Furthermore, “process documents” for collecting data – be it independent variables that capture a certain behaviour describing a phenomenon or the outcome (labels), carry a lot of importance. This describes the assumptions made and definitions of our outcomes in concrete forms. If labelling is being done, it describes how it should be done – this ensures consistency across people who are collecting data.

b. Relying on poor labelling processes and not accounting for noise: e.g. Crowdsourcing

If we are procuring labelled data, with the labels having a good deal of “subjectivity”or “complexity”, labelling processes have to ensure that the measuring instrument is stable, the data obtained is clean, and if not, there is some metric by which “clean” or “reliable” data points can be picked up for further analysis and the bad ones can either be rejected, corrected, or sent back for re-labelling. Majority voting, annotator modelling, Cohen’s kappa, IRR, etc. are some ways to get around this issue.

This problem is especially accentuated when dealing with crowdsourcing platforms like Mechanical Turk; this is because the large scale of annotations will always lead to low SNR, adversarial annotators (say, due to financial motivations), etc.

Additionally, capturing complex phenomena like sentiment, dependency labels, code-mixing, etc. that either require domain expertise or a complex/sensitive process is better done with a dedicated “knowledge engineering team” and not through crowdsourcing (as human errors in an already complicated/approximate process will almost certainly yield poor quality data)

c. Sampling errors and problems with self-selection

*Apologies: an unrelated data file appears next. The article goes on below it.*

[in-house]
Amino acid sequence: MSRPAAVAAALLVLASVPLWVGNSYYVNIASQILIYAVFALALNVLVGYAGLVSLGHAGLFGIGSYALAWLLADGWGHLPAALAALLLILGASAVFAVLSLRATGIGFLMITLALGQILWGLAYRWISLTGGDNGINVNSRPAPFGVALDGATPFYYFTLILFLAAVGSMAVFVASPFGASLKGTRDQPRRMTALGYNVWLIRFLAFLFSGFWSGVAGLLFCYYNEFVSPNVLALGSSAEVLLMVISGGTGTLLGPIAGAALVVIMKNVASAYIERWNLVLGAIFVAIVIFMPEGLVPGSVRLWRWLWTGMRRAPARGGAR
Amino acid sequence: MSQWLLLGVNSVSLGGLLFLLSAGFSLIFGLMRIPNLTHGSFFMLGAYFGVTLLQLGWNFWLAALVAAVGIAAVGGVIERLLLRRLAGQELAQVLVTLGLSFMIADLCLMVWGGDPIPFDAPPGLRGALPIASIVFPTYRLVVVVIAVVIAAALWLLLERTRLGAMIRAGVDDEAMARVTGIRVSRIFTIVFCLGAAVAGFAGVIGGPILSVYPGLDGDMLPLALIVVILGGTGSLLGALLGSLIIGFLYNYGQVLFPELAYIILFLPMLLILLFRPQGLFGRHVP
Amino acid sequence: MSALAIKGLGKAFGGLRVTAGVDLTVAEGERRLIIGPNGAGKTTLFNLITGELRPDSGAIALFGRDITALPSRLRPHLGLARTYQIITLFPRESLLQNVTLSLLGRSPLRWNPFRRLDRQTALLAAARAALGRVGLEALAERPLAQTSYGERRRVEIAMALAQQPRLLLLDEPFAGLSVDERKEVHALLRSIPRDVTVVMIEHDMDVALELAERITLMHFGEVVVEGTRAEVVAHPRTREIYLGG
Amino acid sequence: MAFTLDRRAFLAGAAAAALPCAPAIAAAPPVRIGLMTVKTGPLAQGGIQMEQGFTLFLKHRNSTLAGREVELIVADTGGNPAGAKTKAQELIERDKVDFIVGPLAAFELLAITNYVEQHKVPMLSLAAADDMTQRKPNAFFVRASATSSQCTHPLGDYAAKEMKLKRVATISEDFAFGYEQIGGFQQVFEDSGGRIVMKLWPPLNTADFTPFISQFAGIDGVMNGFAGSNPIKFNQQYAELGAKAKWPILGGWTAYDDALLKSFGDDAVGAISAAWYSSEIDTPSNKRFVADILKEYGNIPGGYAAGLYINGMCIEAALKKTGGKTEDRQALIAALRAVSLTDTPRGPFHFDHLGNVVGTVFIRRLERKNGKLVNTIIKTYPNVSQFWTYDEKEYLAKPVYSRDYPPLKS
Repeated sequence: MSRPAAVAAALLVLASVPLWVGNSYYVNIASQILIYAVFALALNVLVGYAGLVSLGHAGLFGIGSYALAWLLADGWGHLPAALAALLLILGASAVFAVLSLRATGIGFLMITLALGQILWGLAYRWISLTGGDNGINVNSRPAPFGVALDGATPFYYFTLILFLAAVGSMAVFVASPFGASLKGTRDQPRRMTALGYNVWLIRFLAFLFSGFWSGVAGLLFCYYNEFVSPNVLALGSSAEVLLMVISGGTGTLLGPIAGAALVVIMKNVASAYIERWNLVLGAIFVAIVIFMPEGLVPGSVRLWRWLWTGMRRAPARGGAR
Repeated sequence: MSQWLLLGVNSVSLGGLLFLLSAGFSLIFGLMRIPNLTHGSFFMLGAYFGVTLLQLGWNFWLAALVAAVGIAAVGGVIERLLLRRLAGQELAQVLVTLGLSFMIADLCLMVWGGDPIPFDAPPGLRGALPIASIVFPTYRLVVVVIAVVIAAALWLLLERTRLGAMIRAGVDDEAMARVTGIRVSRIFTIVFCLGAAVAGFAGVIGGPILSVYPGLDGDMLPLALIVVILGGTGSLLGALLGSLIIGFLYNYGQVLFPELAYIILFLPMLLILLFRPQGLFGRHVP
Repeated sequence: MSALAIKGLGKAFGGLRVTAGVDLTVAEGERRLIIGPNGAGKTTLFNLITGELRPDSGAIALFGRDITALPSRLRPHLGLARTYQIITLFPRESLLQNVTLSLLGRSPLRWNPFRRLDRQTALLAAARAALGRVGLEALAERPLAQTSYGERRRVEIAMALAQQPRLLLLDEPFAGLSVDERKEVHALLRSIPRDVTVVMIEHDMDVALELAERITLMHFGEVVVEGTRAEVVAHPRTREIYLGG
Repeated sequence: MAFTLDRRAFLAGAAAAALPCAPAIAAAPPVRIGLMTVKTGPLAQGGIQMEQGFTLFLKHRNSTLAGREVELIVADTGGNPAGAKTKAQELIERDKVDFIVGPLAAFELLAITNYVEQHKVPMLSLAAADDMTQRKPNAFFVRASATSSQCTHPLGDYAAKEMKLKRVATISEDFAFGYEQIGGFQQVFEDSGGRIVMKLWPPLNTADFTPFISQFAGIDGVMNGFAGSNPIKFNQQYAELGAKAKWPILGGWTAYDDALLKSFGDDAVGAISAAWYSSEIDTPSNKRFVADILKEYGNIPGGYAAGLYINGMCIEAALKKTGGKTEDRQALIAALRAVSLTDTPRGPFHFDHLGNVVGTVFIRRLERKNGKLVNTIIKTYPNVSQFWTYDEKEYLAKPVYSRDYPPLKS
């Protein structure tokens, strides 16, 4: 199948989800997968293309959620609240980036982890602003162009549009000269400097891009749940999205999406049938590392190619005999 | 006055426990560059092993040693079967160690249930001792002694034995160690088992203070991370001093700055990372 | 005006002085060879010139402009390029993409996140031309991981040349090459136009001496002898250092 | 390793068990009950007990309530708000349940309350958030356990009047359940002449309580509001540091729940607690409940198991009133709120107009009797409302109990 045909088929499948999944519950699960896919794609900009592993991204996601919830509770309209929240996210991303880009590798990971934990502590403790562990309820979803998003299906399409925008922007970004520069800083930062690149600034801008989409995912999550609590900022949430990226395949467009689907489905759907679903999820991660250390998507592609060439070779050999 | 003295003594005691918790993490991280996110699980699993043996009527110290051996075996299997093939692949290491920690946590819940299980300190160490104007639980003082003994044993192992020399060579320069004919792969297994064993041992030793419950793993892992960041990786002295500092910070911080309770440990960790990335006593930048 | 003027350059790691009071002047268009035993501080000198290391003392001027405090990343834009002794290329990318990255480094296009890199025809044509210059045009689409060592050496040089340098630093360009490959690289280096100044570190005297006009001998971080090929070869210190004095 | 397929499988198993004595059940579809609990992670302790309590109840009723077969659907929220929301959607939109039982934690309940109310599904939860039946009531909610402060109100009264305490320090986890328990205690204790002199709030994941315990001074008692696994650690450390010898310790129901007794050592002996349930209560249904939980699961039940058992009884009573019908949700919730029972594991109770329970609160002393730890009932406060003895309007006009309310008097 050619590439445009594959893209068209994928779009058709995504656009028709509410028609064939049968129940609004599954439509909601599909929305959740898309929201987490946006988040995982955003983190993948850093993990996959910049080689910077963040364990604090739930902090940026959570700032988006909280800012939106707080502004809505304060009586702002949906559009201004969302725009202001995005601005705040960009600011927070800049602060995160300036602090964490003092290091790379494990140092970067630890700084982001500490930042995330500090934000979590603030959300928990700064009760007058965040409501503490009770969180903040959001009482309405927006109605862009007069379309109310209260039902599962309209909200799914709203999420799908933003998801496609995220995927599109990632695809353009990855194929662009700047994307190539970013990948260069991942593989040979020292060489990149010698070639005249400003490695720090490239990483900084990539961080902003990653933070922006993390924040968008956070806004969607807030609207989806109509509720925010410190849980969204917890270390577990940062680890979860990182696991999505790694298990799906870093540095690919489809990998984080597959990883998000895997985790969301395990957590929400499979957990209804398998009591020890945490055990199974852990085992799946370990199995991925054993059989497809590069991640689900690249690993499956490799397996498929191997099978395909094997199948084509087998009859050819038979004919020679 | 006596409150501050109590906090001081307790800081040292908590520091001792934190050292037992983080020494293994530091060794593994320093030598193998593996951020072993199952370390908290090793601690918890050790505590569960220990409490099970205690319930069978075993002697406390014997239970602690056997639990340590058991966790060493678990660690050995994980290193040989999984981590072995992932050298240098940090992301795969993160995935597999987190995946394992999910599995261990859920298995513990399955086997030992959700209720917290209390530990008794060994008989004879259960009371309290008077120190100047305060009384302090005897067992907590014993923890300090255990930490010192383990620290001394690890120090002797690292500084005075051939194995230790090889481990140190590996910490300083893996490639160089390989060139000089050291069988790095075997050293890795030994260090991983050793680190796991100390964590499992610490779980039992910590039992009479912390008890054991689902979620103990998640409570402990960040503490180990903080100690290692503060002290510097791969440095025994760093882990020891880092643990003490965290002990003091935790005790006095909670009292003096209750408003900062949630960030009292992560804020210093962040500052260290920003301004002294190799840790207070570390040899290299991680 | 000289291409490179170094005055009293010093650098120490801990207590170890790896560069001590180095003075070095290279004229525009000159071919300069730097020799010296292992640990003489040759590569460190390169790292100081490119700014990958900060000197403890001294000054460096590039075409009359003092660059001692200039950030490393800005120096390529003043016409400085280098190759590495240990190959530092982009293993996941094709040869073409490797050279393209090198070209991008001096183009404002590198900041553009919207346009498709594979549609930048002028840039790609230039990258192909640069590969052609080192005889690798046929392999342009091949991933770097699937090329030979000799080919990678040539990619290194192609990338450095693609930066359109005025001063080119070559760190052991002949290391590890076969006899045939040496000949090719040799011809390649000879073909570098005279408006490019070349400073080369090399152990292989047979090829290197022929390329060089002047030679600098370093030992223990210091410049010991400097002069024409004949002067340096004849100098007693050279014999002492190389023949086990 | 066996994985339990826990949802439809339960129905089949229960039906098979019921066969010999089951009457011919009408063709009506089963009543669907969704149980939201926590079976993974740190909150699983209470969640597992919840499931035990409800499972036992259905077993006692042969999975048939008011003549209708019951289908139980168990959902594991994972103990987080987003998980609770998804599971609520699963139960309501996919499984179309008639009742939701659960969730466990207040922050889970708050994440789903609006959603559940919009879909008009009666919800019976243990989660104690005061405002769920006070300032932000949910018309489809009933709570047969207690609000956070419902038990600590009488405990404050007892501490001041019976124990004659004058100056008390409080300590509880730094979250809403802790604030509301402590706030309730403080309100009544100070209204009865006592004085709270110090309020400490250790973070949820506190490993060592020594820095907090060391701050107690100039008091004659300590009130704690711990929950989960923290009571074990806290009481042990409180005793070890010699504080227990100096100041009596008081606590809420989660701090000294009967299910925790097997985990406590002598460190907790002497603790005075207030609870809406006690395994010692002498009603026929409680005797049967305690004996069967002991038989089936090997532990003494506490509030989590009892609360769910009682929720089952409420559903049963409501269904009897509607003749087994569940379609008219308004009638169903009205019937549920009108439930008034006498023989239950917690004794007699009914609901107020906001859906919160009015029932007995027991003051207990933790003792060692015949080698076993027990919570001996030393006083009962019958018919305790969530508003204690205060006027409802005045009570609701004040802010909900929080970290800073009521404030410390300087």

Once the type of data to be collected has been decided upon, the first step is to decide on how to “seed” the collection process – either by issuing offline invitations, by picking “influencers” in social media, or by posting advertisements on the internet or elsewhere. This choice of the channel to be used for procuring data points has to be done carefully and should reflect the type of data points to be seen in the future, under “production”, “real”, or “test” settings.

For example, it may not be a very wise idea to get people thorough “advertisements” for a study on differences in behaviour between “frequent shoppers” and “infrequent shoppers”. This is because only relatively “frequent shoppers” might respond to an advertisement thereby creating a bais within the sample being used for analysis.

Wording of invitations, advertisements, or rules used to sample from a population may also have significant effects on the interpretation, assumptions, and even metrics like the p-value.

d. Reducing the amount of data collected because it is expensive

We can divide the difficulty in solving problems into three kinds:

(a) Difficulty in framing the problem clearly
(b) Difficulty in collecting data
(c) Difficulty in solving it due to low SNR (Signal to Noise Ratio) or because the underlying “process” or “phenomenon” is complicated

The (b) kinds are often dealt with, by having small sample sizes and using sophisticated analysis to prove/refute hypotheses.  This can lead to many assumptions and limit the generalisability or usefulness of results. A learning I had by working on several problems in fields like psychology has been that the cost of data collection is not an excuse for conducting experiments with small amounts of data: The results just turn out to be very limiting in its scientific significance.

e. Collecting a lot of (meaningless) data

At a very high level, we may be inclined to approach problems in two ways: Let’s collect all the data that’s available and then figure out an issue with it, and find solutions (in lighter vein, this is akin to finding new “wants” in a consumerist world); Or, let’s find out an issue that someone has and only then define the problem, so that it allows for meaningful data collection to arrive at a solution.

In the most ideal case of the latter approach, the kind of data to be collected is defined well – and a lot of the times, the amount of data to be collected also becomes very manageable. In the former approach on the other hand, we end up with a lot of variables that we just process to get a “predictive” advantage; it may not really help us model and/or understand the knowledge pertaining to the problem in an interpretable way.

I’ll stop here and continue in my next post about building models and subsequently interpreting them.